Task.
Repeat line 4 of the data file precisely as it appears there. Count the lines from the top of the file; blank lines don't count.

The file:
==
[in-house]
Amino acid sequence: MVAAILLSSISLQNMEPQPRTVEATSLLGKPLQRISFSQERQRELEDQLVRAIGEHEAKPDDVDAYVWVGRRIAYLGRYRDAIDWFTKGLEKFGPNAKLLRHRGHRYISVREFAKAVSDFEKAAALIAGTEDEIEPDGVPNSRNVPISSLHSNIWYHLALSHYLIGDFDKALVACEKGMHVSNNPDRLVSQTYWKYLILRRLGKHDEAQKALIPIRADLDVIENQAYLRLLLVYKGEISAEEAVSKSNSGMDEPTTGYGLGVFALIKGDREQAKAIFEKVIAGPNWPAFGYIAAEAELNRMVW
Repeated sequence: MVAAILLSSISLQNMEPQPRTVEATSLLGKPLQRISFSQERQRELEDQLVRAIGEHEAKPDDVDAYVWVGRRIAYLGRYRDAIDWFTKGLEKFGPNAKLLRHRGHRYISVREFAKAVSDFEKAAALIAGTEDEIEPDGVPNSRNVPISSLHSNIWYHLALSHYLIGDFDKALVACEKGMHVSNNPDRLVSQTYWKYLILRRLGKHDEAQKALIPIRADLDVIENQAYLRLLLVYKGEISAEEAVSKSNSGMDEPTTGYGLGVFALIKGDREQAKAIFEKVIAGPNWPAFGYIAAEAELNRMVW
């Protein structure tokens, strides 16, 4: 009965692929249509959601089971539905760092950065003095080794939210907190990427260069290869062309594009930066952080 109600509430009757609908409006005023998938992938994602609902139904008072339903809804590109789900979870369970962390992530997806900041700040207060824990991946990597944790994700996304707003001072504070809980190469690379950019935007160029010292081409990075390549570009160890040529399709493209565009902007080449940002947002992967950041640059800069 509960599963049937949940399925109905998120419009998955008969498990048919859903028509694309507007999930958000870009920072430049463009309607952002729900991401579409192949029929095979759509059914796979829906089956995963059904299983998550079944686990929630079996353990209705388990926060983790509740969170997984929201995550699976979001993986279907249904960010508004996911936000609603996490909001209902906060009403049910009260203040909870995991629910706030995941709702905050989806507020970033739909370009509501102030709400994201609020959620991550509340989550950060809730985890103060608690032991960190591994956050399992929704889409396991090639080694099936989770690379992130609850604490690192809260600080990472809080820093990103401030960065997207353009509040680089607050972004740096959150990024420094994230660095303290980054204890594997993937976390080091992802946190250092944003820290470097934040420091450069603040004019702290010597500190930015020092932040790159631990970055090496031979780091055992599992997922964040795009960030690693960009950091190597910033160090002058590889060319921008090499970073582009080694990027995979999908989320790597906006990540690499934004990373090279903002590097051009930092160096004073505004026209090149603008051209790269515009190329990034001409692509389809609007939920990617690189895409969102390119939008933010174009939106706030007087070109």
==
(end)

């Protein structure tokens, strides 16, 4: 009965692929249509959601089971539905760092950065003095080794939210907190990427260069290869062309594009930066952080 109600509430009757609908409006005023998938992938994602609902139904008072339903809804590109789900979870369970962390992530997806900041700040207060824990991946990597944790994700996304707003001072504070809980190469690379950019935007160029010292081409990075390549570009160890040529399709493209565009902007080449940002947002992967950041640059800069 509960599963049937949940399925109905998120419009998955008969498990048919859903028509694309507007999930958000870009920072430049463009309607952002729900991401579409192949029929095979759509059914796979829906089956995963059904299983998550079944686990929630079996353990209705388990926060983790509740969170997984929201995550699976979001993986279907249904960010508004996911936000609603996490909001209902906060009403049910009260203040909870995991629910706030995941709702905050989806507020970033739909370009509501102030709400994201609020959620991550509340989550950060809730985890103060608690032991960190591994956050399992929704889409396991090639080694099936989770690379992130609850604490690192809260600080990472809080820093990103401030960065997207353009509040680089607050972004740096959150990024420094994230660095303290980054204890594997993937976390080091992802946190250092944003820290470097934040420091450069603040004019702290010597500190930015020092932040790159631990970055090496031979780091055992599992997922964040795009960030690693960009950091190597910033160090002058590889060319921008090499970073582009080694990027995979999908989320790597906006990540690499934004990373090279903002590097051009930092160096004073505004026209090149603008051209790269515009190329990034001409692509389809609007939920990617690189895409969102390119939008933010174009939106706030007087070109």